Wahaca co-founder Thomasina Miers’ favourite kitchen tool

The cookery writer and broadcaster dishes on why her pestle and mortar never leaves her kitchen counter

Thomasina Miers
Thomasina Miers | Image: Sam Pelly

You can’t improve upon the design of a pestle and mortar. It’s totally utilitarian but also an object of beauty, comforting in its curved shape. If you visit the British Museum or the V&A you’ll see antique vessels, which are really rather wonderful. They’re ancient and yet fit the modern lifestyle.

Thomasina using her granite mortar and pestle
Thomasina using her granite mortar and pestle | Image: Sam Pelly

My pestle and mortar is always out and ready to use on the kitchen counter. It’s big and really heavy – definitely not suited to being tucked away as my drawers would not withstand the weight. I have had three in my lifetime. I inherited my first from my grandmother. It was a small wooden design, which I loved because it belonged to her and I thought myself a real cook when using it. I got my second – the one I still use every day – when living in Shepherd’s Bush. Stevie Parle, who is the chef-owner at Dock Kitchen, was my flatmate at the time and he discovered this wonderful Thai shop on Shepherd’s Bush Road that sold these amazing granite designs [a similar pestle and mortar from Souschef is £42.50]. He was not impressed by my grandmother’s heirloom. ‘Tommi, it’s useless for two reasons,’ he’d say. ‘It’s not heavy enough and certainly not big enough – what can you fit in there?’ That’s when I decided to copy him and purchase one of the really large, very heavy Thai ones.

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I was 18 when I first visited Mexico but I returned to explore the food in greater depth when I was 28. I found a job opening a cocktail bar but travelled around a lot. I cooked with home cooks – with women in the markets as well as in restaurants – and there was a definite snobbery about salsa made in a food processor. The traditional way to make salsa or grind corn is to use tools made from volcanic stone. There’s the molcajete [similar pieces, £34.95 at Souschef], Mexico’s version of the pestle and mortar and the metate, which is a flatter stone used for corn. You’ll see molcajetes everywhere in the markets of Oaxaca. Some are really garish and touristy but the lovely volcanic stone pestles and mortars can still be found. I brought one of the plain ones back to London in my suitcase. That was a great friend. I don’t have it any more – I suspect one of my restaurants purloined it at some stage.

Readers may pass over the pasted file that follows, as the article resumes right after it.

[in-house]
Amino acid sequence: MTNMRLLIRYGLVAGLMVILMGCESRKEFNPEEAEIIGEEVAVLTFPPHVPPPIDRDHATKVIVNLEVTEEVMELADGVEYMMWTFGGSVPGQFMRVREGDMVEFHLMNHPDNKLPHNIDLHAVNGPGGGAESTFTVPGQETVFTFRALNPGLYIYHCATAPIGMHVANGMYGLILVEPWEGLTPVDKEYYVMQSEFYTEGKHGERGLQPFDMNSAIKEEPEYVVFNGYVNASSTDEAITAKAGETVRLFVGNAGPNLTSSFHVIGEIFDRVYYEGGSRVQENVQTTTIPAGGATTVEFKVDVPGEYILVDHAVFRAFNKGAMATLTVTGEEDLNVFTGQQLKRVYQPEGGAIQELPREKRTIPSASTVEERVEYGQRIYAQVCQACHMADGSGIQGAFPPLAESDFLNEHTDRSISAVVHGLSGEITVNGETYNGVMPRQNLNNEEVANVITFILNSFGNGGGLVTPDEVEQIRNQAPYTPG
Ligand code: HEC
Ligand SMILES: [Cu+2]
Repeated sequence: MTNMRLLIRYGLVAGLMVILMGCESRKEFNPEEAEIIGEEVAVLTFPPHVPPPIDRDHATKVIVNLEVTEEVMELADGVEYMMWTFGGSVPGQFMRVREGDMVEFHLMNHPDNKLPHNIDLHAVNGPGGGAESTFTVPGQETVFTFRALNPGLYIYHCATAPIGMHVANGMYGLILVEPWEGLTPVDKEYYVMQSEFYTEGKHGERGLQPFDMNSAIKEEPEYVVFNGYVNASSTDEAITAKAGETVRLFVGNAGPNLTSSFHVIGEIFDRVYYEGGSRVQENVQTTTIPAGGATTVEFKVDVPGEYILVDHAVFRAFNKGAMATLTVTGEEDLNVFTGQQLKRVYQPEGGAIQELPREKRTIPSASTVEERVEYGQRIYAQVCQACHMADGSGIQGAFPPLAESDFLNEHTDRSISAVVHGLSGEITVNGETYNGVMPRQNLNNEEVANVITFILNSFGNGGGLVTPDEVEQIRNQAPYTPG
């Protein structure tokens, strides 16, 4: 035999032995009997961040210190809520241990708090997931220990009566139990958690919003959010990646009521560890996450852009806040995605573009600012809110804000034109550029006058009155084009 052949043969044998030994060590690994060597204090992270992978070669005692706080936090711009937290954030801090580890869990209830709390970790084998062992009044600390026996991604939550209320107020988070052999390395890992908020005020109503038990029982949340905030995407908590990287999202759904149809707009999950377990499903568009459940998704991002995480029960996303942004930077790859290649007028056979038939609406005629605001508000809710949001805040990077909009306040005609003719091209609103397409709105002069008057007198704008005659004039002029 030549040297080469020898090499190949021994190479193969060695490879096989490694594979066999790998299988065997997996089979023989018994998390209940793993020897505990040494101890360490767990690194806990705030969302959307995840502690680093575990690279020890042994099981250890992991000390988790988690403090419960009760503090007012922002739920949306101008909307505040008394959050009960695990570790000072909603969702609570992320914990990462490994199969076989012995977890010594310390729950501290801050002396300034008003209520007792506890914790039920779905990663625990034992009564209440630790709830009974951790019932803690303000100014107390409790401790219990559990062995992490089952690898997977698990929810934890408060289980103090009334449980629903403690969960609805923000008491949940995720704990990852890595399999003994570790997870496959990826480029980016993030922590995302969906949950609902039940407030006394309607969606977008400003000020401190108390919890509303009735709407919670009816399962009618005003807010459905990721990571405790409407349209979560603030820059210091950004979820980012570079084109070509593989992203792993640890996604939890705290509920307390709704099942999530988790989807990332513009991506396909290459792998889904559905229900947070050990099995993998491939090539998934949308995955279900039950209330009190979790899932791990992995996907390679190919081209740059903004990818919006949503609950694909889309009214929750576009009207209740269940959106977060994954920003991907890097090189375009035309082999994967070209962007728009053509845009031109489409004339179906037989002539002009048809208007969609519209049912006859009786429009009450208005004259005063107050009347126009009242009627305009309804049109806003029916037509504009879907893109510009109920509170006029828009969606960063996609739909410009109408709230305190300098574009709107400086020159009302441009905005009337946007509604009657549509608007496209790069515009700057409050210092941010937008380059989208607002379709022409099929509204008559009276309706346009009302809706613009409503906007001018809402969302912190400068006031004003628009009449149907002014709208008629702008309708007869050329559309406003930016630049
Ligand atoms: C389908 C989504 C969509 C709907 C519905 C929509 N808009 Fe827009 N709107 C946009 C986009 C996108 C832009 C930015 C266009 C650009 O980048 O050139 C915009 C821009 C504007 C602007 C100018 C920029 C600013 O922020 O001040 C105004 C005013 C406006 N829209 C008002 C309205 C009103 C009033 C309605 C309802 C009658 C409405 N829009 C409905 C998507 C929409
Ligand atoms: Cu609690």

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One could argue that a food processor is preferable as it will whizz something up in a couple of minutes – but then you’ve got to wash it up. My pestle and mortar doesn’t take that much longer and the bashing and pounding is very satisfying. That thing of rapid cooking – always asking, ‘How long is it going to take me?’ – means you forget that the process of making something like a marinade is enjoyable. Pounding up garlic or rosemary and releasing the flavour – the whole physicality of it really centres you. I use the pestle and mortar to develop recipes for work, I use it when I write and almost daily for family meals. The girls love it. They [Tatiana, seven, Ottilie, five, and two-year old Isadora] were making guacamole only this morning for their picnic. I even have a rather nice photograph of my youngest clutching the pestle and mortar. It really is a tool someone quite young can use – they love to smash.

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